ing appellant Jaturun Siripongs' execution scheduled for


                               13105


12:01 a.m. tomorrow morning, November 17, 1998. We deny
the petition.


The facts of the underlying crime and earlier state and fed-
eral court proceedings are set forth in the published decisions
of this court and the California Supreme Court. See Siripongs
v. Calderon, 133 F.3d 732 (9th Cir. 1998); Siripongs v. Cal-
deron, 35 F.3d 1308 (9th Cir. 1994); People v. Siripongs, 754
P.2d 1306 (Cal. 1988). Siripongs was convicted in 1983 of
two brutal murders and sentenced to death. In his federal
habeas petition, after exhaustion of state remedies, this court
ordered an evidentiary hearing on his claim of ineffective
assistance of counsel. Siripongs, 35 F.3d at 1323. Following
that hearing and findings by the district court, we affirmed the
district court's denial of habeas relief. Siripongs, 133 F.3d at
737. The Supreme Court denied certiorari on October 5, 1998.
See Siripongs v. Calderon, _______ U.S. _______, 119 S. Ct. 101
(1998).


On October 16, 1998 the Orange County Superior Court set
the date and time for execution. On October 20, Siripongs,
through his counsel, informed Governor Wilson of his intent
to seek clemency. A clemency hearing was held before the
Board of Prison Terms on November 9, 1998. The Governor
received the Board's recommendation that afternoon and
issued his 12-page denial at 3:34 p.m. on Friday, November
13, 1998.


Siripongs filed this 42 U.S.C. S 1983 action in the United
States District Court for the Northern District of California at
8:30 a.m. on Monday, November 16, 1998. In it, he sought a
stay of execution and entry of a court order requiring a new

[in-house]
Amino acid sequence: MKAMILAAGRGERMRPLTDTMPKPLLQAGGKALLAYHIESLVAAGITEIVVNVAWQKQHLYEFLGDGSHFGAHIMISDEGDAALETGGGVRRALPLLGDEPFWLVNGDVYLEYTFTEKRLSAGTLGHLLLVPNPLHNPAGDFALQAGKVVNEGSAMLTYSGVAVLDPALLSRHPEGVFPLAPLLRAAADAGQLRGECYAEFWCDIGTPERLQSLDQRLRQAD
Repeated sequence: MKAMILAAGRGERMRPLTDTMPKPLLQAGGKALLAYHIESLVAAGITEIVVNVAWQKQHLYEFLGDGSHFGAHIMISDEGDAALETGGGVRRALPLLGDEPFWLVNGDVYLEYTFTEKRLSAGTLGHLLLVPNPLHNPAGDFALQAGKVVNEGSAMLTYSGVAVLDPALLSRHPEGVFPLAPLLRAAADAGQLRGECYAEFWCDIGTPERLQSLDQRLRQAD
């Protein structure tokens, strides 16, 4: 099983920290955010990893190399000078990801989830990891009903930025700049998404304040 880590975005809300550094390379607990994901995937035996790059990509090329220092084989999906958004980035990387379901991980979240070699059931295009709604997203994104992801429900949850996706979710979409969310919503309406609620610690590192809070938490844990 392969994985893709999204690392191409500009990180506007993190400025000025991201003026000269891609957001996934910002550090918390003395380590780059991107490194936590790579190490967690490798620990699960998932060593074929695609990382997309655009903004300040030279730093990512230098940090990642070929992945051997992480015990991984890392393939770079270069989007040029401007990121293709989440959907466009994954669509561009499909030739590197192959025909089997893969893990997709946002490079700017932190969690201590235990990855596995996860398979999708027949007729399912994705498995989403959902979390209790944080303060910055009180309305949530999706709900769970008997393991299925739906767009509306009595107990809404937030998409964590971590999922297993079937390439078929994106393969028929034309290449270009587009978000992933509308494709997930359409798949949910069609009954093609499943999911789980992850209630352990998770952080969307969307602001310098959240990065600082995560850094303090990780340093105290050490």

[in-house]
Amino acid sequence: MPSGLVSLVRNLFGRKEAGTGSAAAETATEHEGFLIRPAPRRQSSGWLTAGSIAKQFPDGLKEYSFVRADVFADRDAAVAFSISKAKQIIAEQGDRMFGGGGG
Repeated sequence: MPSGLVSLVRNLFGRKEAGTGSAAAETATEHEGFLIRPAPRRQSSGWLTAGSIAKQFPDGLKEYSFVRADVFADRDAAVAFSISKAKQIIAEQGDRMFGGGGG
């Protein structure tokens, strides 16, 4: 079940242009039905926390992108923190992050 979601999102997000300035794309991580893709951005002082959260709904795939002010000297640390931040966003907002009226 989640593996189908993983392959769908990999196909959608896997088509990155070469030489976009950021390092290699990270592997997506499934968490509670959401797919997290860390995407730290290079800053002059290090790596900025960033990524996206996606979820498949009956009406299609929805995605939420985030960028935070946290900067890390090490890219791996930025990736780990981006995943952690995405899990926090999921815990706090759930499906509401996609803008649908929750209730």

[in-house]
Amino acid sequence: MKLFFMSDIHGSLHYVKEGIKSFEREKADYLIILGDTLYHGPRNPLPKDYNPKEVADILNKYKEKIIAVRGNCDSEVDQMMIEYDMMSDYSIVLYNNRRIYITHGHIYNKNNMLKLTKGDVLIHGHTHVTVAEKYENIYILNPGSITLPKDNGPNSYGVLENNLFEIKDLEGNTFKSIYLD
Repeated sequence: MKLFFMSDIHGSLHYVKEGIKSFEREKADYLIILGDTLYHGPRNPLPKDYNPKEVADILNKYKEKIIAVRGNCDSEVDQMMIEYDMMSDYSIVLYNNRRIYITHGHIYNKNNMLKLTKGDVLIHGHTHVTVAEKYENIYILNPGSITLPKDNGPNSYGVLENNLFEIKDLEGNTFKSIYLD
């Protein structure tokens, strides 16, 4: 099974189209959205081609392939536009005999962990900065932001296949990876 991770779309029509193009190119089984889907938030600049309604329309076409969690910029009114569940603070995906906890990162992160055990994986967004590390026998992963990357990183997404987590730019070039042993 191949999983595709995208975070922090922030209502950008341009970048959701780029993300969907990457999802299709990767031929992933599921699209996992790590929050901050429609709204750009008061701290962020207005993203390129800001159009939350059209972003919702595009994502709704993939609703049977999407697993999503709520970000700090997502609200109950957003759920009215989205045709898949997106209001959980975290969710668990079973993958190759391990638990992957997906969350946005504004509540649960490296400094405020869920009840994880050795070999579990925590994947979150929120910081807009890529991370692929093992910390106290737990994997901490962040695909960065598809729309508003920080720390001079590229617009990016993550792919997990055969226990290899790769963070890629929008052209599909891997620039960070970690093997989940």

clemency hearing. He contended that the clemency proceed-
ing he received violated federal principles of due process
which apply to a limited degree in clemency proceedings. See
Ohio Adult Parole Auth. v. Woodard, _______U.S. _______, 118 S. Ct.
1244, 1253-54 (1998) (O'Connor, J., concurring in part and
concurring in the judgment). The district court granted a


                               13106


TRO, concluding that serious questions were raised as to the
following:


      (1) That plaintiff and his attorneys reasonably
      relied on defendant's description of the scope of
      information relevant to defendant's clemency deci-
      sion:
      (2) That as described in the written communication
      from defendants and his agents to plaintiff's counsel,
      the scope of information relevant to defendant's
      clemency decision reasonably excluded evidence
      that questioned plaintiff's guilt of capital murder;
      (3) That as described in the written communication
      from defendants and his agents to plaintiff's counsel,
      the scope of information relevant to defendant's
      clemency decision reasonably included factors in
      mitigation including, but not limited to plaintiff's
      good conduct in prison, and the desires of the dece-
      dents' family members that he not be executed;
      (4) That defendant's decision denying plaintiff
      clemency was based on the absence of any informa-
      tion calling into question plaintiff's culpability for

      capital murder;
      (5) That until the defendant issued a written denial
      of plaintiff's clemency request, plaintiff and his
      counsel reasonably did not have any actual or con-
      structive knowledge of the grounds upon which
      defendant intended to rely in considering plaintiff's
      clemency request; and
      (6) That if defendant had given notice to plaintiff
      and his counsel of the central issues to be decided in
      the course of the clemency proceedings, plaintiff's
      counsel could and would have presented substantial
      and credible information question petitioner's role as
      the actual perpetrator of the homicides in this case.


[1] The Supreme Court has recognized that a lack of ade-
quate notice of the issues to be considered implicates a funda-


                               13107


mental right of due process. Lankford v. Idaho, 500 U.S. 110,
126 (1991). See also Woodard, 118 S. Ct. at 1253-54
(O'Connor, J. concurring in part and concurring in the judg-
ment) (state clemency procedure subject to some minimal
procedural safeguards guaranteed by due process). Siripongs'
assertion that the state's communications misled his counsel
about the issues to be considered in the clemency proceeding
states a claim of a violation of due process.